Many grammarians have argued, however, that these words are often used as prepositions, not conjunctions (and have been used that way for centuries by many good writers). In a structure such as "My mother is a lot like her," we have no trouble recognizing that "like" is acting as a preposition and we need the object form of the pronoun after it. Why, then, can't we use "than" and "but" as prepositions in sentences such as "Dad's a lot taller than him" and "No one in this class has done the homework but me"? Such usage is now widely regarded as acceptable in all but the most formal writing. The same argument is sometimes used for the object form after as "The coach is not as smart as me" but this argument does not enjoy the cogency of using the object form after but and than.
Garner* argues that when the pronoun precedes the but phrase, the objective case should be used ("None of the students were interested but him"); when the but phrase precedes the verb, the subject case is appropriate ("None of the students but he were interested"). The argument goes that in the former case but is behaving as a preposition, in the second as a conjunction.
An appositive is the renaming or amplification of something earlier in the sentence. In the sentence "Ronald E. Pepin, translator of several Latin texts, will speak at our symposium on translating dead languages tomorrow," the phrase "translator of several Latin texts" is a re-identification of the person's name, an appositive. Occasionally, pronouns can fall into the appositive slot of a sentence and that can create questions about case. If the appositive is renaming something that functions as a subject, the pronoun should take the subject form; if the appositve is renaming something that functions as an object, the pronoun must take the object form.
When a sentence with compounded pronouns sounds intolerably klutzy, the sentence will have to be rewritten. "The group gave certificates of recognition to the two oldest members, him and me" might sound better as "The group gave certificates of recognition to him and me [or 'to both of us'], the two oldest members" or "He and I, the two oldest members of the group, received certificates of recognition."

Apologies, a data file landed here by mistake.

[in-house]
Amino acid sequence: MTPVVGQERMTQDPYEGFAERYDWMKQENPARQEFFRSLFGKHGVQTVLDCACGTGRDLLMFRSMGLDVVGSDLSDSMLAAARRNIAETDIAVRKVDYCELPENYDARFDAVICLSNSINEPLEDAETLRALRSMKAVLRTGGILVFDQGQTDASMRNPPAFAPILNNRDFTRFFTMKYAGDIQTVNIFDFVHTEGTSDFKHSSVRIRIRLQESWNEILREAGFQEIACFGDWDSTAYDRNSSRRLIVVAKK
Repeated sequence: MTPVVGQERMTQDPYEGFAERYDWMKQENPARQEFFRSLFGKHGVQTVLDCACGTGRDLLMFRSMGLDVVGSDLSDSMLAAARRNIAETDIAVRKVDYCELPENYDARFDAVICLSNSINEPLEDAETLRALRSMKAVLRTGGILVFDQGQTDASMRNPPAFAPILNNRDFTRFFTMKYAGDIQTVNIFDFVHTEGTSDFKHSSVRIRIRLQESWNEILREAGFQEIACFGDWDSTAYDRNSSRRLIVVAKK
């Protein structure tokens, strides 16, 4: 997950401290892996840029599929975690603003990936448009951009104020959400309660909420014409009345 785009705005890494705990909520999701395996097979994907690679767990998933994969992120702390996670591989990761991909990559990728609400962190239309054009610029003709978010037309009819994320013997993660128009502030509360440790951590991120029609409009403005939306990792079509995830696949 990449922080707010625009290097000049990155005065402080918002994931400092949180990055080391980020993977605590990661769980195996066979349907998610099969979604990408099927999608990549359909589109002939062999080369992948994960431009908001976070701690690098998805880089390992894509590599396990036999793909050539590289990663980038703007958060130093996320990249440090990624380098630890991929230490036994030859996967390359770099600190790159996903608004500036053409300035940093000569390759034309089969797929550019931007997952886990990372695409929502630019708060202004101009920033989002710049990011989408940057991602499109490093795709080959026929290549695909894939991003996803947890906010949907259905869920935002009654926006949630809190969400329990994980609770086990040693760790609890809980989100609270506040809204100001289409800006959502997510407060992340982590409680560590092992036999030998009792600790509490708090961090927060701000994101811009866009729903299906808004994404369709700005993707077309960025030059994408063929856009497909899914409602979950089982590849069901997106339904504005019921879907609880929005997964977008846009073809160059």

Occasionally pronouns are connected to other subjects or objects in the sentence. In that case, the case of the pronoun can be important and errors are apt to be made, especially in the object position. Generally, the choice becomes obvious when you drop the noun or noun phrase that the pronoun is combined with.
In the second person, this is not really a problem, because the form of "you" remains the same whether it is singular or plural, subject or object.
When a pronoun follows "let" in a mild exhortation, we use the object form of the pronoun. We say "Let us go then," but we're apt to slip in the subject form, especially when the pronouns are compounded: "And now, let you and I take the first step toward reconciliation." (It should read "let you and me ") And in the Biblical admonition, we read "Let he who is without guilt cast the first stone." (It should read "Let him who is without guilt cast the first stone.")
Let's say you're putting together a photo album, and there's a nice photo of you and Grandpa, fishing. Should the caption read "Grandpa and Me, Fishing on Lake Pymatuning" or "Grandpa and I, Fishing"? The nominative form, "Grandpa and I," sounds awfully formal and highfalutin for this purpose, and we can reasonably argue that the objective form, "Grandpa and Me," is a kind of shorthand for "This is a photo of Grandpa and Me. " The choice between formal-stuffy and casual-acceptable is up to you.
* The Oxford Dictionary of American Usage and Styleby Bryan Garner. Copyright 1995 by Bryan A. Garner. Published by Oxford University Press, Inc., www.oup-usa.org, and used with the gracious consent of Oxford University Press.